• n tack A short, sharp-pointed nail or pin, used as a fastener by being driven or thrust-through the material to be fastened into the substance to which it is to be fixed. Tacks are designed to fix in place carpets or other fabrics, flexible leather, cardboard, paper, etc., in such manner as to admit of easy removal. Their most common form is that of the carpet-tack (made in many sizes for various other applications), a short, sharp iron nail with a comparatively large flat head. A tack made for pushing into place by hand is called a thumb-tack, and also, from its use in fastening drawing-paper to a board, a drawing-pin. Double tacks, in the form of staples, are used to fasten down matting.
    • n tack In needlework, a long stitch, usually one of a number intended to hold two pieces of stuff together, preparatory to more thorough sewing. Compare basting.
    • n tack Nautical: A heavy rope used to confine the foremost lower corner of the courses; also, a rope by which the outer lower corner of a studdingsail is pulled out to the end of the boom.
    • n tack The part of a sail to which the tack is fastened, the foremost lower corner of a course, jib, or staysail, or the outer lower corner of a studdingsail.
    • n tack Hence— The course of a ship in relation to the position of her sails: as, the starboard tack, or port tack (the former when she is close-hauled with the wind on her starboard, the latter when close-hauled with the wind on her port side).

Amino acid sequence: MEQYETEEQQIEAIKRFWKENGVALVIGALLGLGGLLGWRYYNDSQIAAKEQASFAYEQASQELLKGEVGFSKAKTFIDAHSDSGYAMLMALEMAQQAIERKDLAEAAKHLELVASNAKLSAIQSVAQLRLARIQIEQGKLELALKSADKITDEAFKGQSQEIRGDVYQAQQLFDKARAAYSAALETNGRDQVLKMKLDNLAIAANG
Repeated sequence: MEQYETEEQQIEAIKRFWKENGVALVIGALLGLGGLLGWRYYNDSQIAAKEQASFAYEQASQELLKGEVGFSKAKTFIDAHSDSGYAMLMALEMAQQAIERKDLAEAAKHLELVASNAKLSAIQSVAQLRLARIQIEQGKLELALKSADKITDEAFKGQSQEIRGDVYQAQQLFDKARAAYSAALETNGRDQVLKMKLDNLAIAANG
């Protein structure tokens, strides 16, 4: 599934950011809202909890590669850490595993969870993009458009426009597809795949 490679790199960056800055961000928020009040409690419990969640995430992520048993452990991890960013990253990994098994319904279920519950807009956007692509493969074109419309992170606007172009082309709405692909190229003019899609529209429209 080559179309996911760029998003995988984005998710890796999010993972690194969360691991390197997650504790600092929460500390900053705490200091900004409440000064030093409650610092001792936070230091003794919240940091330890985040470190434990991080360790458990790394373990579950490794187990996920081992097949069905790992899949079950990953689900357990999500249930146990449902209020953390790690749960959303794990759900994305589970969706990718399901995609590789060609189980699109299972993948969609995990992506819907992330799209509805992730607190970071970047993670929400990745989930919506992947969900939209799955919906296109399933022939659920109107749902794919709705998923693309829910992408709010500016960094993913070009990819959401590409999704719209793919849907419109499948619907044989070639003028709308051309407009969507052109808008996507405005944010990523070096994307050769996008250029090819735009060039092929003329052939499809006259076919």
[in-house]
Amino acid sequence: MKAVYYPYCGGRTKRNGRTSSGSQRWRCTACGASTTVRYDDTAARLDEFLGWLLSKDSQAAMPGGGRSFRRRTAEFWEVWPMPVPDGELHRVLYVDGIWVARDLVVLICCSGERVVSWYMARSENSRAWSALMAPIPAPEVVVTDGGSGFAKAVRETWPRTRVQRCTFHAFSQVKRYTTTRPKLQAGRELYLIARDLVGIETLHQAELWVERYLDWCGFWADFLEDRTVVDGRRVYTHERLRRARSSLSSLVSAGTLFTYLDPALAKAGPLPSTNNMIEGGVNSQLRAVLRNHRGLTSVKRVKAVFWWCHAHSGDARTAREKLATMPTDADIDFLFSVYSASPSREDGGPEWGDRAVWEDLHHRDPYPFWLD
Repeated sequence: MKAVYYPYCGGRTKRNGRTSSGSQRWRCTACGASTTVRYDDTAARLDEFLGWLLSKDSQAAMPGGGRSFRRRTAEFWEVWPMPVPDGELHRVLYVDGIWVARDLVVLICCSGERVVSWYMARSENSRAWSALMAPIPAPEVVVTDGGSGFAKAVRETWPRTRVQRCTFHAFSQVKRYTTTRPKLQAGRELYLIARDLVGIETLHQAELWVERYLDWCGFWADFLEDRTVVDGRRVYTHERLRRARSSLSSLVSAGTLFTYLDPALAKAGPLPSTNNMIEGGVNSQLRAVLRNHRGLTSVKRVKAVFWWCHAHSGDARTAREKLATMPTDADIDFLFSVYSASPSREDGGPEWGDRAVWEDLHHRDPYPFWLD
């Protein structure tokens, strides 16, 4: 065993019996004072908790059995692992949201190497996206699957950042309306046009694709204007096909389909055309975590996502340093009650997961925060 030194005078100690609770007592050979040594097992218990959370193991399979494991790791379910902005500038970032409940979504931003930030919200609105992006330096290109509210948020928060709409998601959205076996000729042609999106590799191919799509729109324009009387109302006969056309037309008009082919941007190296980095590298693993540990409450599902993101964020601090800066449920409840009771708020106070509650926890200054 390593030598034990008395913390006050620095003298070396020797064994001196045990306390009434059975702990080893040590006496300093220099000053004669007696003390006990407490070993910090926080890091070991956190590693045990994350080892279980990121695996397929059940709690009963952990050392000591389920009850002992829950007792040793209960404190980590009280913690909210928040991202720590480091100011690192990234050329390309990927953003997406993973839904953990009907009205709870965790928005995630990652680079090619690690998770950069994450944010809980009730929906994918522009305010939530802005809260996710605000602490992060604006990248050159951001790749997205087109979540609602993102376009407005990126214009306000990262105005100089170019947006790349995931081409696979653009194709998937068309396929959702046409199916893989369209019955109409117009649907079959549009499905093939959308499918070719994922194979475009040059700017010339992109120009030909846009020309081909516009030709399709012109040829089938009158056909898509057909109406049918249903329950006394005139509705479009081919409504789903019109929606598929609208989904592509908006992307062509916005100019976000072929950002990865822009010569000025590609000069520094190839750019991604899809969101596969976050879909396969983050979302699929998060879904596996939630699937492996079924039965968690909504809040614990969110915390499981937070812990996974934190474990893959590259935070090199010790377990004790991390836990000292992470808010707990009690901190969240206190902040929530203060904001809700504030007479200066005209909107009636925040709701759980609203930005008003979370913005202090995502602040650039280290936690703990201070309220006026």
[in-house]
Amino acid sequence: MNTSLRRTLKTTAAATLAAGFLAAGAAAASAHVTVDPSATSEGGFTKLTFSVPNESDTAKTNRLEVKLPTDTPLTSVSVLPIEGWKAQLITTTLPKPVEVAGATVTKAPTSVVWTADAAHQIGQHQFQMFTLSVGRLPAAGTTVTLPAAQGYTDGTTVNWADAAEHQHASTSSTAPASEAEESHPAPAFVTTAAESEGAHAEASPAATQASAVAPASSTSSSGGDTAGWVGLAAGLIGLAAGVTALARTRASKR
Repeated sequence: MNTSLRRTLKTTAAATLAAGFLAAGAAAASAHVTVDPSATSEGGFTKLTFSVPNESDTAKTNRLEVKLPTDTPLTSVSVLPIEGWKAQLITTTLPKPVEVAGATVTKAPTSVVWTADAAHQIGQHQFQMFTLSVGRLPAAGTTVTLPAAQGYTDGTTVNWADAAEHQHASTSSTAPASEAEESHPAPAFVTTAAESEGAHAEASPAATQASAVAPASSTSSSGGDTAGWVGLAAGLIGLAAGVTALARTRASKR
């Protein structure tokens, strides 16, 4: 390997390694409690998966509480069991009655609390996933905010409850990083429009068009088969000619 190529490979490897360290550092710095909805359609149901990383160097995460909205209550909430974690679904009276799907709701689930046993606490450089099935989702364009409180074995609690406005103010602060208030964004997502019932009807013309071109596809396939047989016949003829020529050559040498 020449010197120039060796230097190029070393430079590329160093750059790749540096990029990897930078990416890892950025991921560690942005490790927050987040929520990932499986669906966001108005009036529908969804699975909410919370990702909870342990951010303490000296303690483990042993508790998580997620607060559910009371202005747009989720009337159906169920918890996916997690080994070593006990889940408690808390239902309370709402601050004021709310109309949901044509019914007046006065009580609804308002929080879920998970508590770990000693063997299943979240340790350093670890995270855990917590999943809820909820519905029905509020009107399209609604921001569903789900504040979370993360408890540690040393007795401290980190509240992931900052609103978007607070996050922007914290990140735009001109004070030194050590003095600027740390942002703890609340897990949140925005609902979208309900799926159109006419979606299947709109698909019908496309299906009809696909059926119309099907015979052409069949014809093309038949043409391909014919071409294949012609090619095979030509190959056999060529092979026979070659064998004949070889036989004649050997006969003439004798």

• n tack A temporary change of a few points in the direction of sailing, as to take advantage of a side wind; one of a series of movements of a vessel to starboard and port alternately out of the general line of her course.
    • n tack Hence A determinate course or change of course in general; a tactical line or turn of procedure; a mode of action or conduct adopted or pursued for some specific reason.
    • n tack In plumbing, the fastening of a pipe to a wall or the like, consisting of a strip of lead soldered to the pipe, nailed to the support, and turned back over the nails.
    • n tack Something that is attached or fixed in place, or that holds, adheres, or sticks. Specifically— A shelf; a kind of shelf made of crossed bars of wood suspended from the ceiling, on which to put bacon, etc. Halliwell.
    • n tack The condition of being tacked or fastened; stability; fixedness; firm grasp; reliance. See to hold tack, below.
    • n tack In the arts, an adhesive or sticky condition, as of a partially dried, varnished, painted, or oiled surface; stickiness.
    • n tack In Scots law, a contract by which the use of a thing is let for hire; a lease: as, a tack of land.
    • n tack Hence— Land occupied on lease; a rented farm.
    • n tack Hired pasturage; the renting of pasture for cattle.
    • tack To fasten by tacks; join, attach, or secure by some slight or temporary fastening: as, to tack down a carpet; to tack up a curtain; to tack a shoe to the last; to tack parts of a garment together with pins or by basting preparatory to sewing.
    • tack To attach by some binding force; make a junction or union of; connect; combine: as, to tack a rider to a legislative bill; to tack two leases together.
    • tack In metal-working, to join (pieces) by small patches of solder placed at intervals to hold them in position until the final soldering can be completed.
    • tack To change the course of a ship when sailing by the wind, by turning her head toward the wind and bracing the yards round so that she will sail at the same angle with the wind on the other tack.
    • tack Hence To change one's course; take a new line or direction; shift; veer.
    • tack To attack.
    • n tack A spot; a stain; a blemish.
    • n tack A distinctive taste or flavor; a continuing or abiding smack.